I can't say much about the thumbstack and cylinder bass filters as the preferable tuning of these are highly dependent on the music you listen to. Increasing any parts of the bass should eliminate any sibilance (with Comply foam tips plus waxguard) that you might hear on even the most awkwardly mastered tracks. I will say that the subbass of the FLC 8S (with red thumbstack filters) goes very deep. Compared to a V-shaped IEM with more midbass, in the track 'Winter' by Phillip Anderson, the drum parts were seismic (if you have a complete seal with foam tips) and I could feel the specific repercussions of the drum's echoes. With the more midbass V-shaped IEM using the same foam tips, I was not able to feel the same effect, it didn't really came close to reproducing the detailed and powerful subbass of the FLC 8S. With red thumbstack, its pretty strong in the subbass department for sure. Midbass is quality in terms of being detailed, though there isn't as much quantity as there is compared to the subbass (I might not be holistic with this, my last IEM essentially attacks you with midbass) so you might not feel the midbass of the FLC 8S as much as you would feel its subbass. As others have said, low mids are not affected by the tuning components as far as I could hear (i.e. it didn't increase with the configurations I've tried, I guess its an intentional tuning to make the IEM sound more detailed and spacious?) so instruments like violins might be detailed, but not feel as full compared to a midbass elevated IEM (this was with my equipment, I have heard that this aspect improves with dedicated amplifiers so try that out if you have it!). Though I regard the sounds of the no nozzle filters configuration to be the signature highlight of the FLC 8S, the nozzle filters give flavors of sound that could better suit and enhance the music you listen to. Your primary choice of nozzle filter would thus likely be dependent on the frequency ranges that your music tend to produce and emphasise.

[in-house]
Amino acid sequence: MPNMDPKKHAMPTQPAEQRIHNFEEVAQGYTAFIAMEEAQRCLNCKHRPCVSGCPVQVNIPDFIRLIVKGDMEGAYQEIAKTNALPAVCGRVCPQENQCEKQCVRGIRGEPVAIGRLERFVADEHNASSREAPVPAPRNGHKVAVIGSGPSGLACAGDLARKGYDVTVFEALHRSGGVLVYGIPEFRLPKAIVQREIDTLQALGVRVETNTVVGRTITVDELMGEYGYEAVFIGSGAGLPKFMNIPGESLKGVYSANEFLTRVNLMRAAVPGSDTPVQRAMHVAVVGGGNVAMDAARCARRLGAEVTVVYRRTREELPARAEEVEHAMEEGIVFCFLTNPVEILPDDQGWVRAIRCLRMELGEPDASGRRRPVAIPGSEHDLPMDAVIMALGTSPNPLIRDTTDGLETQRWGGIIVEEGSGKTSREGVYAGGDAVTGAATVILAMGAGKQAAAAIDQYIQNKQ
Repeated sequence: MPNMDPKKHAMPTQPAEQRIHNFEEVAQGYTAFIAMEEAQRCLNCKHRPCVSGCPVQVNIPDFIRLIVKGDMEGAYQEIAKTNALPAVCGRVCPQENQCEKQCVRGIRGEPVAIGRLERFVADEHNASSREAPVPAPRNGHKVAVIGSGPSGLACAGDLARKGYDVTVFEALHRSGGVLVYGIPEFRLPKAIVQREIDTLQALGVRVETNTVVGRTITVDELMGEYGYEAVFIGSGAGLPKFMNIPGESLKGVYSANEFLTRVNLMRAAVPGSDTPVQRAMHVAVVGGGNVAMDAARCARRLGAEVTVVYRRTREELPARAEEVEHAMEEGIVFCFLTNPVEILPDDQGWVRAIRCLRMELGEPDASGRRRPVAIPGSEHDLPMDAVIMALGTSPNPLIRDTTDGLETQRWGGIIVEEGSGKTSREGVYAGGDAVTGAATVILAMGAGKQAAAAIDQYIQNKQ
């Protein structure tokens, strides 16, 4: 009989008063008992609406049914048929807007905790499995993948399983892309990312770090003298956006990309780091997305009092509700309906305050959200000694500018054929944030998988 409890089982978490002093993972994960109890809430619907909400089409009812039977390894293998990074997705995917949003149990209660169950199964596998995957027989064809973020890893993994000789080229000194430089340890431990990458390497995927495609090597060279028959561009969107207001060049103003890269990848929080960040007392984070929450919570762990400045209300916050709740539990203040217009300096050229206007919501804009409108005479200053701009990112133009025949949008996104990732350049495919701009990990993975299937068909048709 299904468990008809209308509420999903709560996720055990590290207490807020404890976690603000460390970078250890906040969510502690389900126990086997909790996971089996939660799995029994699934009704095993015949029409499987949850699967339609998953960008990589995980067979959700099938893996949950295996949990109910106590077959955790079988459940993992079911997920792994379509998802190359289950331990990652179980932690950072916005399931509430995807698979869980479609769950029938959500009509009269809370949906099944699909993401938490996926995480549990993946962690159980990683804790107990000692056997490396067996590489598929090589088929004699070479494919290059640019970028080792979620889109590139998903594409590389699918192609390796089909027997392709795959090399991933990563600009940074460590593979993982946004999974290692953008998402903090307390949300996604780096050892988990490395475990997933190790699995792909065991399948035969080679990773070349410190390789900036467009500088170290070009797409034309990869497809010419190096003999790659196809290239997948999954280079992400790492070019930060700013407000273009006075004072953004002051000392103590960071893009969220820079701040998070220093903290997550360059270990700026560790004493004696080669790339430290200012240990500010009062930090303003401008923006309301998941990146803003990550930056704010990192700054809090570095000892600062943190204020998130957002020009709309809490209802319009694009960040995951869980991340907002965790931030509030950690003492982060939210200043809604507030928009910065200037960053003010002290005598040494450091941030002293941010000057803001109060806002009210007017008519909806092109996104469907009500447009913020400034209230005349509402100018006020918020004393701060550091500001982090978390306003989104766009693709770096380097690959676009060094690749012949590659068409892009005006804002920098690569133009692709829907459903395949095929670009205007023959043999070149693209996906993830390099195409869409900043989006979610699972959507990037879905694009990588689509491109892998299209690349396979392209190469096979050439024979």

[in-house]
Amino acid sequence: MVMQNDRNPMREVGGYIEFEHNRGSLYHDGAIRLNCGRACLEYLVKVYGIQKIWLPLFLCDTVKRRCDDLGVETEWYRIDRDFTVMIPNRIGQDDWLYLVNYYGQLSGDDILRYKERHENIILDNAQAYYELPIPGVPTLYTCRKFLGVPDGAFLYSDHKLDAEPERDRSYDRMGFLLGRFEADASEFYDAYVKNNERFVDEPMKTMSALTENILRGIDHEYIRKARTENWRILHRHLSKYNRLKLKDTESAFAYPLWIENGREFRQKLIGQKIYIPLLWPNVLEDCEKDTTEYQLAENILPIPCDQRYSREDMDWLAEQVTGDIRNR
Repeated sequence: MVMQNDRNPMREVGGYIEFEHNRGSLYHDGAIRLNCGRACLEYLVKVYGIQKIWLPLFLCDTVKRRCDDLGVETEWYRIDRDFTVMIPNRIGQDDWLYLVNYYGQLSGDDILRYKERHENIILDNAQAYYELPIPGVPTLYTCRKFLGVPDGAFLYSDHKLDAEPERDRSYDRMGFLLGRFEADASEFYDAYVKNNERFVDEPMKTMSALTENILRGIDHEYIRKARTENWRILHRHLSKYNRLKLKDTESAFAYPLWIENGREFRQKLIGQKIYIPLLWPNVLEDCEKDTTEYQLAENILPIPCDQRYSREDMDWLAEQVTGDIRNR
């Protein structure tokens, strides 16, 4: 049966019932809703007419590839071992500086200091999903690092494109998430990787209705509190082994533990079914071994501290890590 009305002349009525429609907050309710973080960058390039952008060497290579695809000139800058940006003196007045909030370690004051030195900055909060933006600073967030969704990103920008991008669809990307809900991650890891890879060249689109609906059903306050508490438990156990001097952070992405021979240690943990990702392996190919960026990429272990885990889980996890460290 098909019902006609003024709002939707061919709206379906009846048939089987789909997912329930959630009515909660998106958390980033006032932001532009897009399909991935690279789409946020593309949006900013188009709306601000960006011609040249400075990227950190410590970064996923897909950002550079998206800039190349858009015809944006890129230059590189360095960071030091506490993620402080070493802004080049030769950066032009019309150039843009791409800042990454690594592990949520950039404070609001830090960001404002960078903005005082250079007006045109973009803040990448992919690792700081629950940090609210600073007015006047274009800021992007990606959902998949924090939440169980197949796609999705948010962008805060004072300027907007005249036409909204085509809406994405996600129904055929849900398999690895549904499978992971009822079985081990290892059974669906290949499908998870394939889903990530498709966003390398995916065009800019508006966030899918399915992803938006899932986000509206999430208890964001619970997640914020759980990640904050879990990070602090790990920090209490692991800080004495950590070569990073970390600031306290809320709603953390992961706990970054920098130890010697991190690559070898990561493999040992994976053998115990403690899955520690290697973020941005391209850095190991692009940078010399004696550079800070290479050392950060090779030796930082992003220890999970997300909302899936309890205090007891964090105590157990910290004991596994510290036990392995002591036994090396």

Blue Nozzle
    Matches | Dark, enclosed, bass-heavy


    Listening casually, focusing on other things.


    I tested these out with the stock medium silicone tips (offers the most treble extension according to FLC).

    | Destroys treble response and reduces the midrange considerably, but offers more bass rumble and presence. Good for having music sit in the background. |


    Coming directly from no nozzle filter with the TX400 tips, the blue nozzle sounded immensely muffled in comparison. It sounded so bad initially that I relegated the blue nozzle from the blue container to one of the plastic accessory bags (where I'll likely not touch it ever again). The blue nozzle mimicked the sound of my 5+ years old Apple EarPods quite well (enclosed, filtered, though with incomparably better detail retrieval obviously) so there's that going for it. That sounds way too harsh, because it is (don't actually compare the Apple earbuds to the FLC 8S - the differences exist in parallel dimensions separated by infinity) - its intended to show the MASSIVE difference between the audio clarity of no nozzle filter and the blue nozzle. And I would assume that you're looking at the FLC 8S for its stunning brillance and tendency to make you react passionately to the music. It probably wouldn't be found with the blue nozzle.